Secretary of Defense Ashton Carter discussed the importance of eliminating sexual assault in the military in Gaston Hall on Wednesday.
The audience was filled with over 250 Reserve Officers’ Training Corps cadets from several universities in the Washington area.
The event, which was held in honor of Sexual Assault Awareness and Prevention Month, was attended by ROTC cadets from Georgetown University, the University of Maryland, Howard University, George Mason University and George Washington University.
Although the Department of Defense estimates that the number of sexual assaults within the military has decreased over the past fiscal year, at least 18,900 service members were estimated to have experienced unwanted sexual contact in the past year.
According to Carter, the high number of sexual assault cases in the military fractures the ethos of the armed forces, as it undermines the military’s ability to perform by violating principles of trust.
“We’re based on trust. We have to trust,” Carter said. “You have to trust in the soldier in the foxhole next to you. You have to trust in the sailor you’re underway with. You have to trust in the airmen on your wing. And you have to trust in the marine on your flank. And these violations and these assaults are not just violations of the law, they are violations of that trust, which is essential to our mission.”
To remain a strong military presence in an increasingly combative world, Carter stressed the importance of eliminating sexual assault. According to Carter, servicemen and women are often put in dangerous environments, which can present opportunities for sexual assault.
Carter also said that the successful future of military recruiting depends upon the method by which the military deals with the issue of sexual assault. As such, Carter said that the military should view the Department of Defense’s strategy in dealing with sexual assault as a benchmark.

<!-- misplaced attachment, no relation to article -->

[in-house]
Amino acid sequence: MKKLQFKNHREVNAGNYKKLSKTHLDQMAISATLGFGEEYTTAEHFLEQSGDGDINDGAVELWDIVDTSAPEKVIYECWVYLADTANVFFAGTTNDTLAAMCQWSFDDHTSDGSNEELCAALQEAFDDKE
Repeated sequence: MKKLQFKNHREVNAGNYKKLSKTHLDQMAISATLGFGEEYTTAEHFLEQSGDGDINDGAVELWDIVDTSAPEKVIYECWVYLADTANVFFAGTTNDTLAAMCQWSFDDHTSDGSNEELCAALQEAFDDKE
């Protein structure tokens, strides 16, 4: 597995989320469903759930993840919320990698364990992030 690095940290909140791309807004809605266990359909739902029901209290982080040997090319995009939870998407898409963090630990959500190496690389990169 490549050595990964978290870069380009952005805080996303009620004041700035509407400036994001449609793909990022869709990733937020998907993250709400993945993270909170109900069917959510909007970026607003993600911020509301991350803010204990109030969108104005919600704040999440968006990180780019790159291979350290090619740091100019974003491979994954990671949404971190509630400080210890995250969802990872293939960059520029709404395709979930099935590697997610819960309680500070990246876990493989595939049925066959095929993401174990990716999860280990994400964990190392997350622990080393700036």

“Now, our nation is looking to the Defense Department to lead boldly on sexual assault because they admire our institution and its values and its culture of learning,” Carter said.
Carter noted several major lessons that the military has learned in combatting sexual assault.
For instance, Carter suggested prevention as the most important way to eradicate sexual assault, and warned that inappropriate behavior and degrading language often lead to sexual assaults.
Additionally, Carter stressed that further military resources and time will be used to understand how to deal with sexual assault.
“Stopping sexual assault will be a focus of my time as secretary of defense. But as leaders of the future force, I ask that you too make eradicating these crimes on of your personal missions.”
Carter’s speech was followed by a question-and-answer period in which most of the questions concerned foreign intervention.
Howard University freshman cadet Michael Thompson said he appreciated the opportunity to interact with Carter, as it allowed him to learn about a topic vital to the future of the military.
“I thought it was really insightful,” Thompson said. “It was nice to hear from the secretary of defense and get some sort of interaction with him, especially on such a relevant topic for the military today.”
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